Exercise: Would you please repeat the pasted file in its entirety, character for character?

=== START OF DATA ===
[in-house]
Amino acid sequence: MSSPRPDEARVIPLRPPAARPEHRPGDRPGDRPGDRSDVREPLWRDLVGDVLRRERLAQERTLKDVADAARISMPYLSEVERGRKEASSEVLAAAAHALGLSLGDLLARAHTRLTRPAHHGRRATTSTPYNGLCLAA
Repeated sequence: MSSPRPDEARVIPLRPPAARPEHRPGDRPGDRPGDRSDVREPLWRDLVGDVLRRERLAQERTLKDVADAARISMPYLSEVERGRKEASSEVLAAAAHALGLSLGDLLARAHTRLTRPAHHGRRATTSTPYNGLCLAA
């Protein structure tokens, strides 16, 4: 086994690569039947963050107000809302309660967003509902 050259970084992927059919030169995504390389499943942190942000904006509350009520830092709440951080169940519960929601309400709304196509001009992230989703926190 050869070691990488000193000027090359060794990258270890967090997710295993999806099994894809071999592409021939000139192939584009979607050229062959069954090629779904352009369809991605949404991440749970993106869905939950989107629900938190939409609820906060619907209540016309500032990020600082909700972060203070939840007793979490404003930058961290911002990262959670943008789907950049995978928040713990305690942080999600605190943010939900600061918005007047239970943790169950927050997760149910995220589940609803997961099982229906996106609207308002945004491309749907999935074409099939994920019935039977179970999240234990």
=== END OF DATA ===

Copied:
[in-house]
Amino acid sequence: MSSPRPDEARVIPLRPPAARPEHRPGDRPGDRPGDRSDVREPLWRDLVGDVLRRERLAQERTLKDVADAARISMPYLSEVERGRKEASSEVLAAAAHALGLSLGDLLARAHTRLTRPAHHGRRATTSTPYNGLCLAA
Repeated sequence: MSSPRPDEARVIPLRPPAARPEHRPGDRPGDRPGDRSDVREPLWRDLVGDVLRRERLAQERTLKDVADAARISMPYLSEVERGRKEASSEVLAAAAHALGLSLGDLLARAHTRLTRPAHHGRRATTSTPYNGLCLAA
């Protein structure tokens, strides 16, 4: 086994690569039947963050107000809302309660967003509902 050259970084992927059919030169995504390389499943942190942000904006509350009520830092709440951080169940519960929601309400709304196509001009992230989703926190 050869070691990488000193000027090359060794990258270890967090997710295993999806099994894809071999592409021939000139192939584009979607050229062959069954090629779904352009369809991605949404991440749970993106869905939950989107629900938190939409609820906060619907209540016309500032990020600082909700972060203070939840007793979490404003930058961290911002990262959670943008789907950049995978928040713990305690942080999600605190943010939900600061918005007047239970943790169950927050997760149910995220589940609803997961099982229906996106609207308002945004491309749907999935074409099939994920019935039977179970999240234990």